Executive director of the U.S. Golf Association
Fay, 55, is a member of the Royal & Ancient Golf Club of St. Andrews and Newport Country Club.
PGA Tour player
Faxon, 43, is a 22-year Tour veteran and a former member of the PGA Tour policy board. He is paid to endorse Titleist products.
Senior vice president, global press and PR at Callaway Golf
Dorman, 54, formerly covered golf for The New York Times and other newspapers. Callaway would support a rolled-back ball for elite players only.
Author, fledgling course architect
Shackelford, 33, wrote The Future of Golf: How Golf Lost Its Way and How to Get It Back (Sasquatch Books, April 2005).
June 13, 2005
Golf, it seems, is much more complex outside the ropes than inside them these days. Just when we got comfortable with terms like coefficient of restitution, along comes optimization and bifurcation. SPORTS ILLUSTRATED recently assembled a foursome of diverse voices at Rhode Island Country Club to discuss the issues confronting the game.
SI: At last year's U.S. Open the course became an issue. David, what did the USGA learn from that experience?
FAY: What happened last year, particularly on Sunday, was a mistake and not done by design.
SI: What happened?
FAY: I wasn't happy on Friday night because a lot of people--not only USGA people--were saying, 'This isn't the same course we saw in 1986 and '95.' The rough wasn't exacting any penalty, and the course was playing too soft. But when the wind picked up on Saturday evening and into early Sunday, we should've gotten out there at five o'clock in the morning and thrown on the entire [irrigation] system for about 20 minutes--put a little water on the course to take out some of the heat.
FAXON: On Monday, when I played a practice round, Shinnecock was the best-conditioned course I had ever seen. On Tuesday, [former USGA president] Grant Spaeth walked with us as we played and I noticed that the greens were changing. Moisture definitely was coming out of the greens. I thought, Boy, this is not what we saw yesterday. They're losing them already. I said something to Grant, and he kind of shook his head.
FAY: You don't want 66 of the best players in the world averaging close to 80 on a day when, if we were [a few miles away] at the National Golf Links, we would've said, 'What a great day to play golf!' You look at the 7th hole and ask, 'Why did this hole play so much differently in 2004 than it did in '86 or '95?' It wasn't simply the firmness of the green. It was this desire--and we have to rethink this--to create chipping areas. They work in some places, but not everywhere. At 7 there was no place for the ball to stop. Shinnecock was a very fast course in every respect--too fast. Maybe we have learned from that.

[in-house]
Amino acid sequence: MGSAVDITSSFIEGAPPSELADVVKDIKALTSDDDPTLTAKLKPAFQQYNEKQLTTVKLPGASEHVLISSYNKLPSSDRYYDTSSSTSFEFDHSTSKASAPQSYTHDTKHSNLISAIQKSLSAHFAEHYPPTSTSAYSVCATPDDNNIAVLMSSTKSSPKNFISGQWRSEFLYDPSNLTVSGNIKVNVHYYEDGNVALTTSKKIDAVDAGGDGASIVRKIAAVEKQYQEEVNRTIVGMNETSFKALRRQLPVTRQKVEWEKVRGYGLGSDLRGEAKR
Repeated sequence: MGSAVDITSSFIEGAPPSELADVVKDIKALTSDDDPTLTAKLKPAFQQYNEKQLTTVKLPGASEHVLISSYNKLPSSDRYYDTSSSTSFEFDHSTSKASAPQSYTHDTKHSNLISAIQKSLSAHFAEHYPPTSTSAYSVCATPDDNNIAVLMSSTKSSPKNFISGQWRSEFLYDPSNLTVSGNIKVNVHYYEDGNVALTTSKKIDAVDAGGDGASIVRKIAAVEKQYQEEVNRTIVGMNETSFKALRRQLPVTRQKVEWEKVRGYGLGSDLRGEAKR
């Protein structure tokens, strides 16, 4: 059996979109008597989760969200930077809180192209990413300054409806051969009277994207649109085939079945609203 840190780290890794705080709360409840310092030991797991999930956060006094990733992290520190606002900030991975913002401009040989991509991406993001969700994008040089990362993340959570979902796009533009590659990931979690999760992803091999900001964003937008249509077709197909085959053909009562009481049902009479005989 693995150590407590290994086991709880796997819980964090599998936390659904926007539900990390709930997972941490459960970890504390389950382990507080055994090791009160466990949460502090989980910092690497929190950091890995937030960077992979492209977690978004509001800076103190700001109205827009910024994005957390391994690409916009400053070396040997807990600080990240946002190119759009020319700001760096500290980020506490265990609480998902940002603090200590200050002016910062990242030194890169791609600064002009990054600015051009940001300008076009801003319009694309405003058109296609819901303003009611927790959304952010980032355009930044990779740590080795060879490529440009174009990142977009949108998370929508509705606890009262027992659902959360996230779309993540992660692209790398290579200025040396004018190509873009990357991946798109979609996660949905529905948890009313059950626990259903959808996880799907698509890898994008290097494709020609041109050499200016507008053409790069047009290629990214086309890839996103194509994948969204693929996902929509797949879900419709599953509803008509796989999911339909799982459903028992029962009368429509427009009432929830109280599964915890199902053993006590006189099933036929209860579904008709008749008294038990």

SHACKELFORD [to Fay]: You mentioned Friday night. What exactly was the problem? The leader board was outstanding. Six of the top 10 players in the world were right there.
FAY: Vijay Singh took a look at the course and decided that he didn't have to hit it in the fairway. He felt he could bomb it as far as he could and have a short iron in.
FAXON: This year I played with Tiger Woods at Doral, and if there were 14 holes where you could hit driver, he used his on 12. He hit five fairways the first day, seven the second and won the tournament. There's something wrong with that.
FAY: There's no correlation, it seems, between putting the ball in the fairway and how you perform. Now, one could ask, Does there need to be? But we want to make sure that hitting the fairway is important, to the point that going forward we're going to modify the height of the rough. For example, next year at the 320-yard 6th hole at Winged Foot West, I'd like to see the rough eight inches high.